I see another angel towards the middle of the picture though looking at the picture in a literal sense, one sees that this purported angel is actually just the curtains and the tie that holds them together. Christina Rossetti’s poem, “In an Artist’s Studio” relates greatly to this piece of artwork. The word angel is included in this poem; Rossetti writes, “A saint, an angel — every canvas means / The same one meaning, neither more or less.”  Earlier in the poem the author writes, “One face looks out from all of his canvases.” In the etching, one can see that the focal point is the half clothed woman who is in the middle of the left side of the work. Everyone is looking at her, including the male artist. When one examines the man’s sketch though, he or she sees that a different woman is drawn. The ‘one face’ that Rossetti has written about is collective, it is woman’s face. There is significance in the fact that the artist is looking at one woman while drawing another, even though, both of these women look strangely similar. Their cherubic faces and shockingly white skin exemplify all that a woman of the Victorian Era should be. The angelic features make them desirable character’s in this man’s story. By creating an image where the man is focusing on two very similar-looking women, it is as if he is lusting over their similar features. These attributes are the women’s purity, and heavenly bodies. The man focuses more on those rather than the distinguishable traits that make each woman herself. This man allows himself, whether he realizes it or not, to see the woman as less than human thus asserting and displaying the control he (and other males in the Victorian era) have, and has over females.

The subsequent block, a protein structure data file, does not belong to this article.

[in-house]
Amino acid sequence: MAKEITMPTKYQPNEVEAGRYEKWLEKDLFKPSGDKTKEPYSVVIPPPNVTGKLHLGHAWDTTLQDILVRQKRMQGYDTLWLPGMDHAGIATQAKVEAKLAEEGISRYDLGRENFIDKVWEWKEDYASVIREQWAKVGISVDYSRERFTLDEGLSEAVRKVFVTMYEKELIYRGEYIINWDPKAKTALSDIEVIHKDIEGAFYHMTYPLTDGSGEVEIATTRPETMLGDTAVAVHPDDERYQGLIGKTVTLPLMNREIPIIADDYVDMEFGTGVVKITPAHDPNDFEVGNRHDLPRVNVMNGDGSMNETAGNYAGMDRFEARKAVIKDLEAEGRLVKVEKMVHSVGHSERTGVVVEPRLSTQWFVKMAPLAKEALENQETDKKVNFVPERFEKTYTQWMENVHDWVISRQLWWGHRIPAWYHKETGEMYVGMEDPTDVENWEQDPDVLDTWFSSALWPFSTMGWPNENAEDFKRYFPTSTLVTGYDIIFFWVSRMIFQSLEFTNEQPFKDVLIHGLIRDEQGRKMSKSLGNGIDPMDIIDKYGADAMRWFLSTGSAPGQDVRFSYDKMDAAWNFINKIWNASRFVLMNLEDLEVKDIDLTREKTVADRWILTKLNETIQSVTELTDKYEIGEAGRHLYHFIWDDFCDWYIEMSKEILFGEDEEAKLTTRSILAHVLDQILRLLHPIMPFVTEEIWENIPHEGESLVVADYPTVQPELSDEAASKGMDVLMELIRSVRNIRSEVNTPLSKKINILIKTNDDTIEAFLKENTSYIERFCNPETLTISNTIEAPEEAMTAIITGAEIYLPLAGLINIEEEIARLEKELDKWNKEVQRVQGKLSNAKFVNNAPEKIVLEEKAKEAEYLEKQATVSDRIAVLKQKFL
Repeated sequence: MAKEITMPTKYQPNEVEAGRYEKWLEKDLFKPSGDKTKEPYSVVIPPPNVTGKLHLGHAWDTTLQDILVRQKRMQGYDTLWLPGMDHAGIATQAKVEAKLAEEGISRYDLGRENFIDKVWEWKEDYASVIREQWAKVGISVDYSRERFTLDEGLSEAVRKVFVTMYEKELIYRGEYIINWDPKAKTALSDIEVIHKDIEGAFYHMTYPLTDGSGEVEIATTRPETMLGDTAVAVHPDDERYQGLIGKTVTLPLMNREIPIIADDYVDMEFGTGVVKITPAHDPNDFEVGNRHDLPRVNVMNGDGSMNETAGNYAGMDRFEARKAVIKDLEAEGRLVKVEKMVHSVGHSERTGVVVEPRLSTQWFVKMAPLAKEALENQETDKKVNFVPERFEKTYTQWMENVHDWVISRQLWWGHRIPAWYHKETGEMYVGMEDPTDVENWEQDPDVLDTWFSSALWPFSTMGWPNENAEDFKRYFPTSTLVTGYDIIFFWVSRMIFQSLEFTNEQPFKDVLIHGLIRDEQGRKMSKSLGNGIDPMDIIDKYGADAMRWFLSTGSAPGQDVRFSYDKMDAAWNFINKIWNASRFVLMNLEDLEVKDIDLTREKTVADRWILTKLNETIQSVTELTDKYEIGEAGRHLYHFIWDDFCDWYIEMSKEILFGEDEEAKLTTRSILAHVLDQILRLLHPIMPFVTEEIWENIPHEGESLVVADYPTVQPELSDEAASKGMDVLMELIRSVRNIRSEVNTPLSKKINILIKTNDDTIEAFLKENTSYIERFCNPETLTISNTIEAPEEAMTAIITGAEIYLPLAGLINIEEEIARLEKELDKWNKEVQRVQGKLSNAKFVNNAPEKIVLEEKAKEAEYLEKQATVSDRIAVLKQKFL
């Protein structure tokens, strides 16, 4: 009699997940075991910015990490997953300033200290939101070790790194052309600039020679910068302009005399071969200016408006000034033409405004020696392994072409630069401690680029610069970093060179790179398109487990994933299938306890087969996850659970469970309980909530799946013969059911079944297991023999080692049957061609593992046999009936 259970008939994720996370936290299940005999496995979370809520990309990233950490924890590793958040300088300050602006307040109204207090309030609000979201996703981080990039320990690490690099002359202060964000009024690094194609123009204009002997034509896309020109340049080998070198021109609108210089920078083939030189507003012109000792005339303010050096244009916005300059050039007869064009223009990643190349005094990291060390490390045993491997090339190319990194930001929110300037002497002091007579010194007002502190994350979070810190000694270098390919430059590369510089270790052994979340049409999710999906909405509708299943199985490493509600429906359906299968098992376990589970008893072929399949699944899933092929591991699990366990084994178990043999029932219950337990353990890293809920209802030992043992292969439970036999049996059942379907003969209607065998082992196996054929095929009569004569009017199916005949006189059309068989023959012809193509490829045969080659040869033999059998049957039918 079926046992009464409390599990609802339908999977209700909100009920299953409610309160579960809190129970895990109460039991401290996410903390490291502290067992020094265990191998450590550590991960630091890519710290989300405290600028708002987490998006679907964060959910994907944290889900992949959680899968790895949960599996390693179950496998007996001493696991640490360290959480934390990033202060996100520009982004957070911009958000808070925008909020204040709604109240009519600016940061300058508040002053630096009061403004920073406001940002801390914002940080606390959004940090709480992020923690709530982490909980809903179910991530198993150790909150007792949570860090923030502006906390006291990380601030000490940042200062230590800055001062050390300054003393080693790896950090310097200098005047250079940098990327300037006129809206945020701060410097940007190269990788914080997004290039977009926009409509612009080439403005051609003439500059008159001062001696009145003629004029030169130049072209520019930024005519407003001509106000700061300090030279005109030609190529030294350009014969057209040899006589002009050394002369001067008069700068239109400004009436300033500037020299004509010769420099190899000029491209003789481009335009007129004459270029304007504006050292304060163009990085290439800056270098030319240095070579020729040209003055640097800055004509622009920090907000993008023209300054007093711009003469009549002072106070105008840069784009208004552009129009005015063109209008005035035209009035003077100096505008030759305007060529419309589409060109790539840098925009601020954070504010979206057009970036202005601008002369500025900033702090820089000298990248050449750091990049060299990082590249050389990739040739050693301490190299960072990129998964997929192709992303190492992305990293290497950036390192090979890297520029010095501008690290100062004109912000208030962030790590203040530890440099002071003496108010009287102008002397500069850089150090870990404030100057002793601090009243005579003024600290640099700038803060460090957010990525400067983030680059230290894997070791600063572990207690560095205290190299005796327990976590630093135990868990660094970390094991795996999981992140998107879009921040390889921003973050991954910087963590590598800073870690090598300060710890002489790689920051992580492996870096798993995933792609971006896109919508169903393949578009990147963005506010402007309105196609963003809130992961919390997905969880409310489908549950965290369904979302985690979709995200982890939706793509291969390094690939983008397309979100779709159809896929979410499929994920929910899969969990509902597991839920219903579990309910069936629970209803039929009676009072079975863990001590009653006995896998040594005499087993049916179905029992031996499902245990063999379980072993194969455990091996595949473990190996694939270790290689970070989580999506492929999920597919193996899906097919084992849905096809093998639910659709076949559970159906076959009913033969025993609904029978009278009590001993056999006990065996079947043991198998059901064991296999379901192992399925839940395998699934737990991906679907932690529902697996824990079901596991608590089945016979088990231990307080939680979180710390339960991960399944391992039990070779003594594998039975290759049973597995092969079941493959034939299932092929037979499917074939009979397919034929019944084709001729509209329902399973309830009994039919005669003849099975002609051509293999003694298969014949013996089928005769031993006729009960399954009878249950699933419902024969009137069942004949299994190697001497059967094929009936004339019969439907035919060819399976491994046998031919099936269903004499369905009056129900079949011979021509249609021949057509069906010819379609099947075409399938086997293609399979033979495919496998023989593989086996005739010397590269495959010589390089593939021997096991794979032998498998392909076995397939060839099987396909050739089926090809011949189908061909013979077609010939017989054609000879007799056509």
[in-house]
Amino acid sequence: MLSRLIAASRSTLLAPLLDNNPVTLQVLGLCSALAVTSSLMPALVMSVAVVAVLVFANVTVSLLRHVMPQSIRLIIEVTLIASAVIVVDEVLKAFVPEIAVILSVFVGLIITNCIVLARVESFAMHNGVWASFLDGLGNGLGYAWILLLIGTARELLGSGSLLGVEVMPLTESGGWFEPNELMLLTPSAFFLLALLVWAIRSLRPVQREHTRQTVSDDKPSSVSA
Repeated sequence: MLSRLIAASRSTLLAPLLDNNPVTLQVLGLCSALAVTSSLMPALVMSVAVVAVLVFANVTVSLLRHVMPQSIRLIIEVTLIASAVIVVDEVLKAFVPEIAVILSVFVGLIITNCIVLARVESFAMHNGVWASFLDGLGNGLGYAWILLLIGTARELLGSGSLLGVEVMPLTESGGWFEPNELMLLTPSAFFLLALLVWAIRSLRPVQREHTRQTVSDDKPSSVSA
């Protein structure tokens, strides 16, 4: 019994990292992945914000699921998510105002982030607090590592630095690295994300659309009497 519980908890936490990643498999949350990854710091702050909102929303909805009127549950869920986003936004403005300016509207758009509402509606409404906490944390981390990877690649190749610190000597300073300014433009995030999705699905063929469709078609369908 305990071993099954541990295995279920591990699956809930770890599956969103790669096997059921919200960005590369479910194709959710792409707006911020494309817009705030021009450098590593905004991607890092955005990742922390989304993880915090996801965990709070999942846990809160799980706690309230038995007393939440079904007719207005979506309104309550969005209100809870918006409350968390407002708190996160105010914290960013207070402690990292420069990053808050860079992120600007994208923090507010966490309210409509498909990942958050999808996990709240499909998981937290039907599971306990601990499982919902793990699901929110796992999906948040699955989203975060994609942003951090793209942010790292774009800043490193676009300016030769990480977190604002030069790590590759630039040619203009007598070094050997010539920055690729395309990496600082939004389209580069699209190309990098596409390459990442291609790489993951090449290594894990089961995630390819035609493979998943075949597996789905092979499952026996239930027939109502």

A second observation of this work that demonstrates man’s great power over women is shown through the placement of subjects in the artwork. Despite there being five women (including the angels) and only one man, the man has the whole right side of the work for himself and his sketch. The man has so much space all for himself, while the women are cramped! The power that these men believe that they posses is further displayed in Robert Browning’s poem “My Last Duchess.” In this poem the main subject, a man takes control over his now former wife by hiding a picture of her behind a curtain. He is the one who draws the curtain, but only when he pleases. Browning writes, “ […] since none puts by / The curtain I have drawn for you, but I […]” The man has control over who sees the painting of his wife, and the man in the etching has control over what he wants his women to look like as he is the artist (although I’m not sure that the women in this work can get any more white and similar-looking than they already are.)